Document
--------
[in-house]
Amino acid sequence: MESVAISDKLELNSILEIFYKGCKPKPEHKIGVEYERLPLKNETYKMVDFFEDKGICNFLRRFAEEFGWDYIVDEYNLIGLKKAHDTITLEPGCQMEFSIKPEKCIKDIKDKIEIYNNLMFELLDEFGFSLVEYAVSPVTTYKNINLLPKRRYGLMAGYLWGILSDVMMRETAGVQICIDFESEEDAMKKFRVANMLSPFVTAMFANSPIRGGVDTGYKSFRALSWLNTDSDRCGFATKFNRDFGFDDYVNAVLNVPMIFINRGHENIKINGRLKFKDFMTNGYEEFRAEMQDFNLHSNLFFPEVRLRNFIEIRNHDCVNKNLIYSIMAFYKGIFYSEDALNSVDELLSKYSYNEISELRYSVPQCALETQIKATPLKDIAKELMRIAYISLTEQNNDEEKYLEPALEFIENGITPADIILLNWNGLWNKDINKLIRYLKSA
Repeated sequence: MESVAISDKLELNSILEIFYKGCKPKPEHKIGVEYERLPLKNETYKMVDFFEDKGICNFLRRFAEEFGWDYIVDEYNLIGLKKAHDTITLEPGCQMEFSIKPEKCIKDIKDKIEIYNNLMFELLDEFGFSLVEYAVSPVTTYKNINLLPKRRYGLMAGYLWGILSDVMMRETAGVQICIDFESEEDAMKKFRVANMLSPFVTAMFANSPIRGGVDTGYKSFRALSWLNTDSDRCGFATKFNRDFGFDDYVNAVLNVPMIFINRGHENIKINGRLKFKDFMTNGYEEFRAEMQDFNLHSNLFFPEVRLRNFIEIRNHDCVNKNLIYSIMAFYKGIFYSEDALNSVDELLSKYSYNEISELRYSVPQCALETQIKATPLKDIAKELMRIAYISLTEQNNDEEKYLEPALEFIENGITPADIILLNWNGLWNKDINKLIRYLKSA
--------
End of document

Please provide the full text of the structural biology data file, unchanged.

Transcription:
[in-house]
Amino acid sequence: MESVAISDKLELNSILEIFYKGCKPKPEHKIGVEYERLPLKNETYKMVDFFEDKGICNFLRRFAEEFGWDYIVDEYNLIGLKKAHDTITLEPGCQMEFSIKPEKCIKDIKDKIEIYNNLMFELLDEFGFSLVEYAVSPVTTYKNINLLPKRRYGLMAGYLWGILSDVMMRETAGVQICIDFESEEDAMKKFRVANMLSPFVTAMFANSPIRGGVDTGYKSFRALSWLNTDSDRCGFATKFNRDFGFDDYVNAVLNVPMIFINRGHENIKINGRLKFKDFMTNGYEEFRAEMQDFNLHSNLFFPEVRLRNFIEIRNHDCVNKNLIYSIMAFYKGIFYSEDALNSVDELLSKYSYNEISELRYSVPQCALETQIKATPLKDIAKELMRIAYISLTEQNNDEEKYLEPALEFIENGITPADIILLNWNGLWNKDINKLIRYLKSA
Repeated sequence: MESVAISDKLELNSILEIFYKGCKPKPEHKIGVEYERLPLKNETYKMVDFFEDKGICNFLRRFAEEFGWDYIVDEYNLIGLKKAHDTITLEPGCQMEFSIKPEKCIKDIKDKIEIYNNLMFELLDEFGFSLVEYAVSPVTTYKNINLLPKRRYGLMAGYLWGILSDVMMRETAGVQICIDFESEEDAMKKFRVANMLSPFVTAMFANSPIRGGVDTGYKSFRALSWLNTDSDRCGFATKFNRDFGFDDYVNAVLNVPMIFINRGHENIKINGRLKFKDFMTNGYEEFRAEMQDFNLHSNLFFPEVRLRNFIEIRNHDCVNKNLIYSIMAFYKGIFYSEDALNSVDELLSKYSYNEISELRYSVPQCALETQIKATPLKDIAKELMRIAYISLTEQNNDEEKYLEPALEFIENGITPADIILLNWNGLWNKDINKLIRYLKSA